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Its masthead describes it as the “Independent Voice of the South.” Others, affectionately, call it the Oddity.
Now the Otago Daily Times lives up to both labels with its decision to charge readers to use its website.
From mid-April, Dunedin’s leading newsroom will introduce a metered paywall offering between 15 and 30 free stories a month before readers have to cough up about $27 a month as a subscriber. Print subscribers already pay that figure monthly and will get the digital subscription free.
It will be the first major news publisher in New Zealand to do so, following many in the United States, Europe and Australia. And it could be in the right place, at the right time, to make it work.
Newspaper publishers in the United States have moved rapidly in recent years to create subscriptions for digital access to their news, and according to an in-depth analysis the landscape is converging around a couple leading models and price structures.
As the traditionally dominant revenue streams of print and advertising come under pressure, almost all newspapers are looking to their readers to contribute more. As of 2015, 77 of the 98 papers we examined have some form of a digital subscription plan that requires readers to pay for unlimited online access.
Seventy-one of those 77 have been launched within the past 5 years.
This exponential growth would have seemed unfathomable in 2009. Publications like The Guardian, The New York Times, Time Magazine and The Atlantic published op-eds questioning whether readers would be willing to pay for news online — and whether digital subscriptions would cause steep losses in readership and digital advertising.
By Damaris Colhoun, Columbia Journalism Review
A VOLATILE MARKET, plunging tech stocks, and fears of a looming recession (or at least, a major correction) are sending jolts through the media world. Last week Bloomberg reported that in December The Fidelity Blue Chip Growth Fund had cut Snapchat’s holding by 2 percent—its second write down of Snapchat in three months—and that Yahoo had reduced its valuation of Tumblr by $230 million, amid cost-cutting plans of its own. Meanwhile, The Guardian News & Media, publisher of The Guardian, recently announced it’s looking to cut more than $70 million in costs over the next three years, after losing more than that in 2015—despite its vast of flows of traffic and digital growth.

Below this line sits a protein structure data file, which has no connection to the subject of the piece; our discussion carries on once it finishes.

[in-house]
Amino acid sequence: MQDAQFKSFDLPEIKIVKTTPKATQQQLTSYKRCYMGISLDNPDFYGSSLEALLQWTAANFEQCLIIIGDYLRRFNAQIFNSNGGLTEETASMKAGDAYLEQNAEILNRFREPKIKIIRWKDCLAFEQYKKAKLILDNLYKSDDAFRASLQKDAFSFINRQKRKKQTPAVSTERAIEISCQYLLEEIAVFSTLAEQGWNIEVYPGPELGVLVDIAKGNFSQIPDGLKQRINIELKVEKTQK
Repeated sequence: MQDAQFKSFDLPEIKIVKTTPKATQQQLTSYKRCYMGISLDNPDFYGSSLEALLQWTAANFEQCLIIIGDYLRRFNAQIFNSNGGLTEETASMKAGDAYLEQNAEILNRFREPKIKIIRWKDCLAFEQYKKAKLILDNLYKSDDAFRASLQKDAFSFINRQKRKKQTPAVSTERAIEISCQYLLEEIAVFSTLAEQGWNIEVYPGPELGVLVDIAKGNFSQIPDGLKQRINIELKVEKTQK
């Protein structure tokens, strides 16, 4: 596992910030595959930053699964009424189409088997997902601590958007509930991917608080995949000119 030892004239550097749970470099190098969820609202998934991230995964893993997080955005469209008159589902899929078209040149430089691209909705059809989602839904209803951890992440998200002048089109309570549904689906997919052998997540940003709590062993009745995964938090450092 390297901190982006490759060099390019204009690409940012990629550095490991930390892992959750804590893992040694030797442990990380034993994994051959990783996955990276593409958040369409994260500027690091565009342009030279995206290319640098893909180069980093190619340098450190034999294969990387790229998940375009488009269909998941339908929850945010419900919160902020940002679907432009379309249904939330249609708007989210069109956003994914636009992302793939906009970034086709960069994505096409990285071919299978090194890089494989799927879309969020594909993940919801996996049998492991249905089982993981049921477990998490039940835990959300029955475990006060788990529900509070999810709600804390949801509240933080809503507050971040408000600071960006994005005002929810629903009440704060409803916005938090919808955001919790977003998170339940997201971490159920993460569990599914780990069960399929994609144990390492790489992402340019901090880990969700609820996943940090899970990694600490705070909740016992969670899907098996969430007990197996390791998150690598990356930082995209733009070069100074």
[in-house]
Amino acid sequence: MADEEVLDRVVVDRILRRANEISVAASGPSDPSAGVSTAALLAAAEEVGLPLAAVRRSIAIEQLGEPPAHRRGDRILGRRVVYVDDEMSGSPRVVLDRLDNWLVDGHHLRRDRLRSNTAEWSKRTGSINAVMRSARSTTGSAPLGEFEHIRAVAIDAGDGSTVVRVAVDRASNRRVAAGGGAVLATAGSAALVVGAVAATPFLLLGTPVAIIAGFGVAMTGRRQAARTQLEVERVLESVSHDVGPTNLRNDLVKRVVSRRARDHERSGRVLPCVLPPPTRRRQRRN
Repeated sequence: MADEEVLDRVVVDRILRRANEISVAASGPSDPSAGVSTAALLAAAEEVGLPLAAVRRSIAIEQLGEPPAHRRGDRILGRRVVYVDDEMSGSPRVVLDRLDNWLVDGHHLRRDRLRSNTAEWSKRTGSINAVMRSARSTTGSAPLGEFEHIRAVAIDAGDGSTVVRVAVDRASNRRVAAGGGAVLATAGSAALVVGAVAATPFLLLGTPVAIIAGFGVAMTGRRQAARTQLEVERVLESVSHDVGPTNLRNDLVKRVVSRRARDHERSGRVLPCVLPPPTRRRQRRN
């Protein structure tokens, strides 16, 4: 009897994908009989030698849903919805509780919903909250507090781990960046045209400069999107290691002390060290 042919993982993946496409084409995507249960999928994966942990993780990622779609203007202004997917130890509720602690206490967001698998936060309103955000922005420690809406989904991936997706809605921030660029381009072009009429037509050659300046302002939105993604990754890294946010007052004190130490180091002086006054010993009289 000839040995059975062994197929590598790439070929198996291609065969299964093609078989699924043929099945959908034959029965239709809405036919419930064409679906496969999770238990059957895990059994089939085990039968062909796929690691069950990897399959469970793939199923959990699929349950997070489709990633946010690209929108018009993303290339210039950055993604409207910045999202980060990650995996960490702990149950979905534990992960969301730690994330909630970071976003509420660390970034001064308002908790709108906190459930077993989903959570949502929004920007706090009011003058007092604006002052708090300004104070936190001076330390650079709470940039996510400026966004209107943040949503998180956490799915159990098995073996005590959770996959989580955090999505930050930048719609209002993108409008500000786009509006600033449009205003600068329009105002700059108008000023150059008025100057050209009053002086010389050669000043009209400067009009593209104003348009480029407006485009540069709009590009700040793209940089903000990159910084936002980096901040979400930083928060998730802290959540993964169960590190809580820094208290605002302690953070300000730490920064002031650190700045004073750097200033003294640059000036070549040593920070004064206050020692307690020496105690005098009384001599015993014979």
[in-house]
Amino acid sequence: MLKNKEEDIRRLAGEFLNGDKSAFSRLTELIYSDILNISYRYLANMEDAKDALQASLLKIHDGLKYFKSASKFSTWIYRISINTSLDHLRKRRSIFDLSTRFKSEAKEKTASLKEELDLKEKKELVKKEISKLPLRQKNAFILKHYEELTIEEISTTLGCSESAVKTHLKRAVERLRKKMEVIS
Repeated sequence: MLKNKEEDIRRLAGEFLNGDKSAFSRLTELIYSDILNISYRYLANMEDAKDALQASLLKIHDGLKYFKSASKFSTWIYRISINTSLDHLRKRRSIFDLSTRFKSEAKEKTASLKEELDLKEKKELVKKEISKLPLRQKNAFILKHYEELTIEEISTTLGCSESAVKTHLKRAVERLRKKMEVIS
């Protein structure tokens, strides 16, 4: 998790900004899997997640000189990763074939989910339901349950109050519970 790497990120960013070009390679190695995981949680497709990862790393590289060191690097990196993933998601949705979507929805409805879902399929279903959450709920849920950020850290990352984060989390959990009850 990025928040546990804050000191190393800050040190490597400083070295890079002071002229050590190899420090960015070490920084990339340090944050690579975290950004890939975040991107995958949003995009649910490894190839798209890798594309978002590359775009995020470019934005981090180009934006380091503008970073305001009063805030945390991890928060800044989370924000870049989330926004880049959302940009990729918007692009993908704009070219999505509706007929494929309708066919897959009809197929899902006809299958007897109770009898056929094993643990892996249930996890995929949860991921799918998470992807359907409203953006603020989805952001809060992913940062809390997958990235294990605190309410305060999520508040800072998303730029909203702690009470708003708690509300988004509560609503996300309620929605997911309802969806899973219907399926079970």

For media start-ups running off the fumes of their VC investments, and legacy newsrooms making the move to digital, these stumbles are a crucial reminder that traffic alone won’t keep them out of the red. As digital ad sales soften, investing in other channels of revenue—be it branded content, events, membership programs, or paywalls—will become increasingly important. These recent tech market tumbles also point to the trouble with growth: namely, that unless it generates revenue, it may not have much value. Not when investors are getting nervous and tech unicorns may be facing leaner times.
The WSJ closes the loophole from Google that allows people to view up to five articles daily from the search engine for free in spite of having an “opaque” paywall. And the EU and the US have reached another data safe harbor agreement pending approval by all 28 EU member states. That’s pretty big news for companies that do a lot of business back and forth across the Atlantic.
Read more about what publishers are discovering in this week’s Industry Insights, available now!